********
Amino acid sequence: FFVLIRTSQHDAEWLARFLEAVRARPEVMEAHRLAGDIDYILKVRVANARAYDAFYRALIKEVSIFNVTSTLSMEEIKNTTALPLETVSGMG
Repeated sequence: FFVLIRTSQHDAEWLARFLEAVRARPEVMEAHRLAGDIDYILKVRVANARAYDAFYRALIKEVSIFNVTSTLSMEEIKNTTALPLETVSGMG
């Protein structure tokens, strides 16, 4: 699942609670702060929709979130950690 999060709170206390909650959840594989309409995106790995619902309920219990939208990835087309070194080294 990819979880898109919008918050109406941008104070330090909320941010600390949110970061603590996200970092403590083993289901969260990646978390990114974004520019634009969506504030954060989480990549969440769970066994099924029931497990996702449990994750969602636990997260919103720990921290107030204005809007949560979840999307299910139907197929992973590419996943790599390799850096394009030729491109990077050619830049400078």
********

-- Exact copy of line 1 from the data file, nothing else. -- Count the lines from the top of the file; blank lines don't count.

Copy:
Amino acid sequence: FFVLIRTSQHDAEWLARFLEAVRARPEVMEAHRLAGDIDYILKVRVANARAYDAFYRALIKEVSIFNVTSTLSMEEIKNTTALPLETVSGMG